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Man’s HIV-Positive Status Prevents Him from Becoming Pilot

An IT specialist at the John A. Volpe National Transportation Systems Center flies a Boeing 737-800NG simulator with Aurora’s ALIAS technology demonstration system as his co-pilot. (PRNewsfoto/Aurora Flight Sciences)

The man, known only as Anthony, has applied for his license but has been refused by the CAA. He his currently appealing against the ruling.

An HIV-positive British man has been told that he will not be able to become a commercial airline pilot due to his current medical status, BuzzFeed News reports. The outlet reports that the man, referred to only as Anthony, has been attempting to obtain his pilot’s license, but has had his application refused by the Civil Aviation Authority (CAA), the body responsible for regulating commercial aviation in the United Kingdom.

The man has accused the CAA of discrimination and told the outlet that the body’s decision has “destroyed a boyhood dream.” He has spent six months unsuccessfully attempting to appeal the CAA’s decision, which in itself is based on regulations set by the European Aviation Safety Agency (EASA).

Under the current rules, an HIV-positive status prevents would-be pilots from obtaining a license. However, current qualified and serving pilots who may contract the virus may continue to work.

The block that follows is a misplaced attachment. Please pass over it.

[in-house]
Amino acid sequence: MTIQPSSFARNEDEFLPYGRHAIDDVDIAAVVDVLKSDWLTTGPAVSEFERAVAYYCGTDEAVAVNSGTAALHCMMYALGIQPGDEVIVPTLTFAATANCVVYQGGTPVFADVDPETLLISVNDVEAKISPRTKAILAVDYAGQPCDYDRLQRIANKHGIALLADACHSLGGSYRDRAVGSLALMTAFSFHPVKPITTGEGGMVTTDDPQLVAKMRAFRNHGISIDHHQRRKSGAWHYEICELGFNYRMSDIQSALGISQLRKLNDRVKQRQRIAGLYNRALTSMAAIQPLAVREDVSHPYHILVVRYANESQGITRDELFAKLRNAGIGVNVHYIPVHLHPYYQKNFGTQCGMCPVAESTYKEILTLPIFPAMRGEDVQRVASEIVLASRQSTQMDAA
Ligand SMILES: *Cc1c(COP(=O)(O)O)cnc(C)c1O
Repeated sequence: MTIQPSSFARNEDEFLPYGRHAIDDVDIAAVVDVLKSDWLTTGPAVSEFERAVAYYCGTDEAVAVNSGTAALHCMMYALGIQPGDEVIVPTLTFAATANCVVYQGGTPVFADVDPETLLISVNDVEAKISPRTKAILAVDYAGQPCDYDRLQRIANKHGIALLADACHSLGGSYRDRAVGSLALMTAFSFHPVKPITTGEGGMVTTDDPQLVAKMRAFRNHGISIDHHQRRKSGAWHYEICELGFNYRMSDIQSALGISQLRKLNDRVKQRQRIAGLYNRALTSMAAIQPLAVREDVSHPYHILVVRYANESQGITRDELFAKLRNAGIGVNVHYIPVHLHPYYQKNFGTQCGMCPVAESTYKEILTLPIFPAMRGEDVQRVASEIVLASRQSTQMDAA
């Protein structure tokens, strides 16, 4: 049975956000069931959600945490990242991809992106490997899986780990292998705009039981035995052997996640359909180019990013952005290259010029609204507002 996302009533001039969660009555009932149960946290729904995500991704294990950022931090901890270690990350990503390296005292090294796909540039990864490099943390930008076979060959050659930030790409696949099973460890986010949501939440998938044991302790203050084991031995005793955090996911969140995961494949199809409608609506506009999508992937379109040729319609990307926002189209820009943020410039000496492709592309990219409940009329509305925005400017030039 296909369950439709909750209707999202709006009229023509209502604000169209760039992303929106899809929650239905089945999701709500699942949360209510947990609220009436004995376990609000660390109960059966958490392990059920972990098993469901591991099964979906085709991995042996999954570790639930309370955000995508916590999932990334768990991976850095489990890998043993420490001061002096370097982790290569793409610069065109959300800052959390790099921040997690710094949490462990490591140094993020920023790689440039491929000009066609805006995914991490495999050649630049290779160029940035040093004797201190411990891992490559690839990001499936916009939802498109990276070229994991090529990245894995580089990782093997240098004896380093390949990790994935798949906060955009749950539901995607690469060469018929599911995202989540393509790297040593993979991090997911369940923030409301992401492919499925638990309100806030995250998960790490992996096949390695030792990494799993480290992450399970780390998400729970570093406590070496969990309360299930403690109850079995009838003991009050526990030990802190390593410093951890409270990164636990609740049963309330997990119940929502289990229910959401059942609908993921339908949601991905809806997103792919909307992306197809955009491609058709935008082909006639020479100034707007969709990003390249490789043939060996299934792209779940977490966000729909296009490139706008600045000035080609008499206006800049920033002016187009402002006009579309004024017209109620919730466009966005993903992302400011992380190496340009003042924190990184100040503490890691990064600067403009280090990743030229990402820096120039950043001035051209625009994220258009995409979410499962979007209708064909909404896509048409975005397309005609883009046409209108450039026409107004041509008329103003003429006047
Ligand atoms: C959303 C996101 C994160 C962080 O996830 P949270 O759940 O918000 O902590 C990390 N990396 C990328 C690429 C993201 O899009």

Anthony has described the current situation as a “catch-22.” However, it was only in 2014 that HIV-positive candidates were able to apply for a medical certificate known as an “operational multi-crew limitation (OML).” This documentation would have allowed HIV-positive pilots to fly, providing they weren’t undertaking solo flights.

However, it appears that, between Anthony’s positive diagnosis in 2014 and the present, CAA rules pertaining to HIV-positive pilots have changed.

“The CAA’s new policy was that only people who already held a commercial license with a standard medical certificate could obtain the multi-crew limitation. Those with HIV are unable to get the standard medical certificate to get the license to then apply for the limitation,” the outlet states.

Speaking of his case to the outlet, Anthony said, “It has had a fundamental impact. It means the one career choice I want to make and want to do, I’m being told no, and the cause of that is because I’m HIV-positive. It has destroyed a boyhood dream for me. It makes it difficult to accept the [HIV] diagnosis because you want to believe there are no restrictions to you, but actually there are.”

Comments are Closed.
WillTravel4Food December 15, 2017